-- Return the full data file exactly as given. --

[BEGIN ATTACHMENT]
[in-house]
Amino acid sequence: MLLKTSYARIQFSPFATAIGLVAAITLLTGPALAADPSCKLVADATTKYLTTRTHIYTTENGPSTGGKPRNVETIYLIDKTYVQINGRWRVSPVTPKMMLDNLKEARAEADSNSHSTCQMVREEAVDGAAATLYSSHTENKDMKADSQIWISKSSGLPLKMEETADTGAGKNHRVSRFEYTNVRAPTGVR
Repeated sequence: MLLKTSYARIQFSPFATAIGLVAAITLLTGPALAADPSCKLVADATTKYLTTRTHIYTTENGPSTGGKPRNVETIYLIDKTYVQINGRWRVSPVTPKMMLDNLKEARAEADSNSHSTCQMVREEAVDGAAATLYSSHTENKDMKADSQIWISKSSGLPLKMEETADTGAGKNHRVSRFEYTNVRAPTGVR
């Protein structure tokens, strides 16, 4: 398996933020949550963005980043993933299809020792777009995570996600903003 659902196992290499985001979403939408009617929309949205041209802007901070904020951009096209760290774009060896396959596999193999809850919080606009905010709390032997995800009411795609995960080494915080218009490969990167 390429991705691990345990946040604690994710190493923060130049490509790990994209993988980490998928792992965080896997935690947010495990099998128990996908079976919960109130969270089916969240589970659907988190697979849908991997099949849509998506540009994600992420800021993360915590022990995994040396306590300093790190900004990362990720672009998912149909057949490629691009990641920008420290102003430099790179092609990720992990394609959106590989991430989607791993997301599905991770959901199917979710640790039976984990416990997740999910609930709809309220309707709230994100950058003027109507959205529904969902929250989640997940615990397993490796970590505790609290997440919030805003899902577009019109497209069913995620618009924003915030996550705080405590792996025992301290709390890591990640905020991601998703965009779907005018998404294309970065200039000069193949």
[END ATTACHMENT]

[in-house]
Amino acid sequence: MLLKTSYARIQFSPFATAIGLVAAITLLTGPALAADPSCKLVADATTKYLTTRTHIYTTENGPSTGGKPRNVETIYLIDKTYVQINGRWRVSPVTPKMMLDNLKEARAEADSNSHSTCQMVREEAVDGAAATLYSSHTENKDMKADSQIWISKSSGLPLKMEETADTGAGKNHRVSRFEYTNVRAPTGVR
Repeated sequence: MLLKTSYARIQFSPFATAIGLVAAITLLTGPALAADPSCKLVADATTKYLTTRTHIYTTENGPSTGGKPRNVETIYLIDKTYVQINGRWRVSPVTPKMMLDNLKEARAEADSNSHSTCQMVREEAVDGAAATLYSSHTENKDMKADSQIWISKSSGLPLKMEETADTGAGKNHRVSRFEYTNVRAPTGVR
């Protein structure tokens, strides 16, 4: 398996933020949550963005980043993933299809020792777009995570996600903003 659902196992290499985001979403939408009617929309949205041209802007901070904020951009096209760290774009060896396959596999193999809850919080606009905010709390032997995800009411795609995960080494915080218009490969990167 390429991705691990345990946040604690994710190493923060130049490509790990994209993988980490998928792992965080896997935690947010495990099998128990996908079976919960109130969270089916969240589970659907988190697979849908991997099949849509998506540009994600992420800021993360915590022990995994040396306590300093790190900004990362990720672009998912149909057949490629691009990641920008420290102003430099790179092609990720992990394609959106590989991430989607791993997301599905991770959901199917979710640790039976984990416990997740999910609930709809309220309707709230994100950058003027109507959205529904969902929250989640997940615990397993490796970590505790609290997440919030805003899902577009019109497209069913995620618009924003915030996550705080405590792996025992301290709390890591990640905020991601998703965009779907005018998404294309970065200039000069193949």